Pollution continues to kill nearly 9 million people worldwide each year, according to a recent study by a 2018 report. The Lancet The Board of Health and Welfare, an international research program that includes Professor of Biology Philip J. Landrigan, MD, and DeLuca Endowed Professor of Biology and Assistant Provost Thomas Chiles among its members.
The death toll, according to the 2019 data, shows one in six deaths worldwide due to pollution – a figure that has not changed much since the agency’s first survey, according to 2015 figures, according to a study. printed in Lancet Planetary Health.
Pollution is the highest environmental risk in the world for diseases as well death earlyespecially involving low- and middle-income countries, Landrigan, Chiles, and their authors report.
“Pollution continues to be a major threat to human health,” said Landrigan, director of the World Health Organization and Public Health and the World Health Organization. “Annual system the number of casualties of 9 million has not changed from four years ago. Considering that, pollution-related deaths are three times the number caused by AIDS, malaria and tuberculosis.
Air pollution accounts for about 75 percent of all deaths and is a serious public health problem. Although the number of those who died from source of pollution associated with extreme poverty-like indoor air pollution same to you water pollution– have decreased, these reductions are offset by the increase in mortality associated with them industrial pollutionincluding air pollution and toxic chemicals.
Researchers estimate that more than 1.8 million people have died as a result of chemical pollution, an increase of 66 percent since 2000.
Of the 9 million deaths that could be caused by air pollution in 2019, air pollution (both domestic and atmospheric) is responsible for the highest number of deaths in 6.67 million worldwide. Water pollution has killed 1.36 million people. Lead contributes to early death of 900,000 people, and risk of toxic occupation to 870,000 deaths.
Environmental pollution is responsible for 4.5 million deaths in 2019, up from 4.2 million in 2015 and 2.9 million in 2000. Death from hazardous chemicals increased from 900,000 in 2000, to 1.7 million in 2015, to 10.18 million, to 2. million half of all deaths attributed to lead poisoning in 2019.
Overall, mortality from modern pollution has increased by 66 percent in the last 20 years, from an estimated 3.8 million deaths in 2000 to 6.3 million in 2019. Estimates of deaths from chemical pollution could be low cost due to the small amount produced. chemicals in the business have been thoroughly tested for safety or toxicity.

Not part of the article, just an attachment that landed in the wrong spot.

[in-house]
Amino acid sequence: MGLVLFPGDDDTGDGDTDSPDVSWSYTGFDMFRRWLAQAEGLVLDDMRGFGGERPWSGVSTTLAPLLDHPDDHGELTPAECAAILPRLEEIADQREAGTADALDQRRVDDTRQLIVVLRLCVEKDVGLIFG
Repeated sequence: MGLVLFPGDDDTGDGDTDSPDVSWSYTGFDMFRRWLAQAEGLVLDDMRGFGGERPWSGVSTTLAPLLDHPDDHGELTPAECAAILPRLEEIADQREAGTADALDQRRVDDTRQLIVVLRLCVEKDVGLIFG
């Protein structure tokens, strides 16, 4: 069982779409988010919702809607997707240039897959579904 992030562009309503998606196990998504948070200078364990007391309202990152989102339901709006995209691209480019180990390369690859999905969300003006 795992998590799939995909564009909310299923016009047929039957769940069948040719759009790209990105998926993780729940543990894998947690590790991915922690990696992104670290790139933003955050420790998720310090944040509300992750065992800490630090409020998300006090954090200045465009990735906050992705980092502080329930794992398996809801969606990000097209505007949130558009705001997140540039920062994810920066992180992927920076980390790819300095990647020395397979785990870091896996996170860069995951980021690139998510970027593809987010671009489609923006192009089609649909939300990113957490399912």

The death toll from pollution caused the economy to lose $ 4.6 trillion in 2019, which is equivalent to 6.2% of the global economy’s output, the researchers said. The study also noted a high level of inequality, with 92 percent of deaths related to pollution, and the highest proportion of water pollution. economic lossesoccurs in small amounts as well middle-income countries.
The authors of the new study conclude with eight recommendations based on those presented in the Lancet Commission on air pollution and health. These include calls for:
- An independent, the Government Planning Committee on Climate Change and the Committee on Pollution on Climate Change.
- Increase the amount of money to control pollution from governments, the private sector, and donors
- Improved pollution control and data collection
- Improved relationship between science and pollution policy, such as ecology and biodiversity
“Our main concern is that pollution prevention and health care must be a top priority at the national and international levels,” Landrigan said. “We are proposing to increase the amount of money spent on pollution, and we call for more monitoring of pollution and its health implications.
“Sustainable pollution and pollution-related diseases can only be achieved through government assistance at the community level that manages the pollution at the grassroots level and encourages rapid conversion to clean energy.”
Richard Fuller et al, Damage and Health: Developmental Updates, Lancet Planetary Health (2022). DOI: 10.1016 / S2542-5196 (22) 00090-0
hintThe number of deaths due to pollution continues to decline (2022, June 20) Retrieved 20 June 2022 from https://medicalxpress.com/news/2022-06-pollution-deadly-toll-unabated.html
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